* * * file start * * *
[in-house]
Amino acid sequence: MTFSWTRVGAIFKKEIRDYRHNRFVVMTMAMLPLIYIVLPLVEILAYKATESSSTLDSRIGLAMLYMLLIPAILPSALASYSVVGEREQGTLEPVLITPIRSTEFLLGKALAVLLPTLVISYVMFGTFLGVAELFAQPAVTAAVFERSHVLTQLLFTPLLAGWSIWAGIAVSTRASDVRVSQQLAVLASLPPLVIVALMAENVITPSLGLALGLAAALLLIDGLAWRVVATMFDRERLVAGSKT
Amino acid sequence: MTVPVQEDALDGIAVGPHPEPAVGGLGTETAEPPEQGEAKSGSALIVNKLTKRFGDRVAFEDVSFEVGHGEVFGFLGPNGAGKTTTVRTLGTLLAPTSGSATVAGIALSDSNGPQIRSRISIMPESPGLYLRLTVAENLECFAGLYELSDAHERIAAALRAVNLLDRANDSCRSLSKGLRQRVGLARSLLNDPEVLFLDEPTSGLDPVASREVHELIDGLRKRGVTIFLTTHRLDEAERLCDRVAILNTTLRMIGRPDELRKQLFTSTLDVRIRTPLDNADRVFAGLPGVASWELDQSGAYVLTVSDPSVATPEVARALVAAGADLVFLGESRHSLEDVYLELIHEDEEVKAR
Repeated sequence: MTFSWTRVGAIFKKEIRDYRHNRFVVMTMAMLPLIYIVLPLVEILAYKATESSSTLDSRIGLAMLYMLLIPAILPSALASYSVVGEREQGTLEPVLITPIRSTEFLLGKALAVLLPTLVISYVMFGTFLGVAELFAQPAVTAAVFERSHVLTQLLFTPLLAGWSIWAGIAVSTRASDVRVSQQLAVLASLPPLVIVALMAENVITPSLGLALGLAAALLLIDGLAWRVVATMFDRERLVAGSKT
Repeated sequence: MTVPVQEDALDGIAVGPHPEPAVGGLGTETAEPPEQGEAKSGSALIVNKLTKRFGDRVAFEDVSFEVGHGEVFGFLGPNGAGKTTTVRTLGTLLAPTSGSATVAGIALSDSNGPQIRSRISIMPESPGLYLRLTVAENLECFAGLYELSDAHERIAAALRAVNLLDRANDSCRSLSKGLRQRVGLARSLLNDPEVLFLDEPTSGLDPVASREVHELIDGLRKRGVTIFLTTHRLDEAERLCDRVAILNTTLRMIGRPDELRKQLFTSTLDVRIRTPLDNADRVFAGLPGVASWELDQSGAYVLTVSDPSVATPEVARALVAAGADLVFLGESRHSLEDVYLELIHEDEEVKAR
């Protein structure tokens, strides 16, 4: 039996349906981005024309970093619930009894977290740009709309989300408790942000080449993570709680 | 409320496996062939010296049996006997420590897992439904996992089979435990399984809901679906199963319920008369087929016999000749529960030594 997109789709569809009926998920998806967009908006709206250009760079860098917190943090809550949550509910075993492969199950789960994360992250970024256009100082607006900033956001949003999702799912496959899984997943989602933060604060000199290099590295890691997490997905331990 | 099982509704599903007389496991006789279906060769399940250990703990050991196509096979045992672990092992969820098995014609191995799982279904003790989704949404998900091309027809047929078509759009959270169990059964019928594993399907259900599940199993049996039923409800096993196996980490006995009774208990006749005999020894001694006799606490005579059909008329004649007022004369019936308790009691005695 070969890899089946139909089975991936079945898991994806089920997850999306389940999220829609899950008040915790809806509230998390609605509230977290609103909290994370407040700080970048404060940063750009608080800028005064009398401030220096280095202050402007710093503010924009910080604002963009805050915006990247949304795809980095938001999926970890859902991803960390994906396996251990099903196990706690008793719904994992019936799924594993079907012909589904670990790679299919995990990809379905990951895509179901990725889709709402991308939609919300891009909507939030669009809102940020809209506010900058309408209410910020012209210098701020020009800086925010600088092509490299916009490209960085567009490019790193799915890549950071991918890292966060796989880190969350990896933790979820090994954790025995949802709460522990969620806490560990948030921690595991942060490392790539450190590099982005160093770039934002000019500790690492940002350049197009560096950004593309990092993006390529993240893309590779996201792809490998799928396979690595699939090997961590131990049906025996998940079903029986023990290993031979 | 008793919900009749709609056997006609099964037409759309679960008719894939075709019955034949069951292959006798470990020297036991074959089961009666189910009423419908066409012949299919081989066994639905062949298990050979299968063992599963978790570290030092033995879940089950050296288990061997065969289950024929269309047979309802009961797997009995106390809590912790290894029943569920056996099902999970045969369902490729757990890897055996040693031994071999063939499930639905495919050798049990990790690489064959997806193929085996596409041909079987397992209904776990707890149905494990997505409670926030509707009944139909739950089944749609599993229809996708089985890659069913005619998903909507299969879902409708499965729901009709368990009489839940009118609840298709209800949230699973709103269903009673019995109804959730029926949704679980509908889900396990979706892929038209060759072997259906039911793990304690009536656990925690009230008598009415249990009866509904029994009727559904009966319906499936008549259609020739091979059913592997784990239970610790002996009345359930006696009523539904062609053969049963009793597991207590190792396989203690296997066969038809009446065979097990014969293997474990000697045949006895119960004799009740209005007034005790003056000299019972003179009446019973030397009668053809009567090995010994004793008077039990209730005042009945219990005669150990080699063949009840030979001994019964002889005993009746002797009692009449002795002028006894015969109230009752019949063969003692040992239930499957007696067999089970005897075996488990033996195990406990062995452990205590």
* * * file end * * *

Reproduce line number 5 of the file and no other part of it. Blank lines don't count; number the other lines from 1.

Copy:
Repeated sequence: MTVPVQEDALDGIAVGPHPEPAVGGLGTETAEPPEQGEAKSGSALIVNKLTKRFGDRVAFEDVSFEVGHGEVFGFLGPNGAGKTTTVRTLGTLLAPTSGSATVAGIALSDSNGPQIRSRISIMPESPGLYLRLTVAENLECFAGLYELSDAHERIAAALRAVNLLDRANDSCRSLSKGLRQRVGLARSLLNDPEVLFLDEPTSGLDPVASREVHELIDGLRKRGVTIFLTTHRLDEAERLCDRVAILNTTLRMIGRPDELRKQLFTSTLDVRIRTPLDNADRVFAGLPGVASWELDQSGAYVLTVSDPSVATPEVARALVAAGADLVFLGESRHSLEDVYLELIHEDEEVKAR